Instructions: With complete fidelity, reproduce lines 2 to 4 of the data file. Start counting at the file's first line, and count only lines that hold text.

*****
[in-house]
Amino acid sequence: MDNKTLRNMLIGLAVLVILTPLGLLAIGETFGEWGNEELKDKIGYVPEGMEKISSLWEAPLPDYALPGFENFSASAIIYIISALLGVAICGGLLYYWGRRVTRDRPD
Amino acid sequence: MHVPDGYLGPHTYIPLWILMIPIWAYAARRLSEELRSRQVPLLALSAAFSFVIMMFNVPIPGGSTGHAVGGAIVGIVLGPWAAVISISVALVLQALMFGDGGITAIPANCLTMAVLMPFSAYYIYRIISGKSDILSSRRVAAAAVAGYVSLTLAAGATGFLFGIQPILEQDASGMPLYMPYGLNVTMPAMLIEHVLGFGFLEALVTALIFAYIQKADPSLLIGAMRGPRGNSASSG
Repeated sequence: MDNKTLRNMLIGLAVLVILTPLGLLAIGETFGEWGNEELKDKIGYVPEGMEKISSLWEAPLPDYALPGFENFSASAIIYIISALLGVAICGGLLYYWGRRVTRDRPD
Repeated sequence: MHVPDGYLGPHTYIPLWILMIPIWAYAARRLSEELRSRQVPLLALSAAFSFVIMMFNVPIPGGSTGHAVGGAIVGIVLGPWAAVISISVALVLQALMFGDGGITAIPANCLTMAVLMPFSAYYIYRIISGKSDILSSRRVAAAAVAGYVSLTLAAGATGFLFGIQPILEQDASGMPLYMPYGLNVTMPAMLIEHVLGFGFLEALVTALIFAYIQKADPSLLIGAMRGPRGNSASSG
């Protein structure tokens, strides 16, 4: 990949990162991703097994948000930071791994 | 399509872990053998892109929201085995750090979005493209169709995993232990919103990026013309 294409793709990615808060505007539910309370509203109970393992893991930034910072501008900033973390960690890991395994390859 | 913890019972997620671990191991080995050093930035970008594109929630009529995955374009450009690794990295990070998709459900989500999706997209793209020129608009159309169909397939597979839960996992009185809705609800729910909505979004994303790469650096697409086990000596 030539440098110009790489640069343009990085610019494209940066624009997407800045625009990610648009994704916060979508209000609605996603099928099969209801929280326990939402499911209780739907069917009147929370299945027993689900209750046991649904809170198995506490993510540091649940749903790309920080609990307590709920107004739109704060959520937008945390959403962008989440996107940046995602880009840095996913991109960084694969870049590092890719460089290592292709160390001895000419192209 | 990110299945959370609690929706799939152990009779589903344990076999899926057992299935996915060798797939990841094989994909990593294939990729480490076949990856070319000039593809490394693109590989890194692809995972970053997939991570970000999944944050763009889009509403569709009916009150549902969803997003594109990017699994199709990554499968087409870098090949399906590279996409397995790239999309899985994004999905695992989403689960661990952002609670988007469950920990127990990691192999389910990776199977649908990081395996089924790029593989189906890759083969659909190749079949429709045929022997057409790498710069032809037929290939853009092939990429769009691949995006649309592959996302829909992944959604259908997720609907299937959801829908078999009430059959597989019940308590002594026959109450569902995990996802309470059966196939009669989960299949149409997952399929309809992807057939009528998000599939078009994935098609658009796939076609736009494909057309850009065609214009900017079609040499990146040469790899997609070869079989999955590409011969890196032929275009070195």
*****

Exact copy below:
Amino acid sequence: MDNKTLRNMLIGLAVLVILTPLGLLAIGETFGEWGNEELKDKIGYVPEGMEKISSLWEAPLPDYALPGFENFSASAIIYIISALLGVAICGGLLYYWGRRVTRDRPD
Amino acid sequence: MHVPDGYLGPHTYIPLWILMIPIWAYAARRLSEELRSRQVPLLALSAAFSFVIMMFNVPIPGGSTGHAVGGAIVGIVLGPWAAVISISVALVLQALMFGDGGITAIPANCLTMAVLMPFSAYYIYRIISGKSDILSSRRVAAAAVAGYVSLTLAAGATGFLFGIQPILEQDASGMPLYMPYGLNVTMPAMLIEHVLGFGFLEALVTALIFAYIQKADPSLLIGAMRGPRGNSASSG
Repeated sequence: MDNKTLRNMLIGLAVLVILTPLGLLAIGETFGEWGNEELKDKIGYVPEGMEKISSLWEAPLPDYALPGFENFSASAIIYIISALLGVAICGGLLYYWGRRVTRDRPD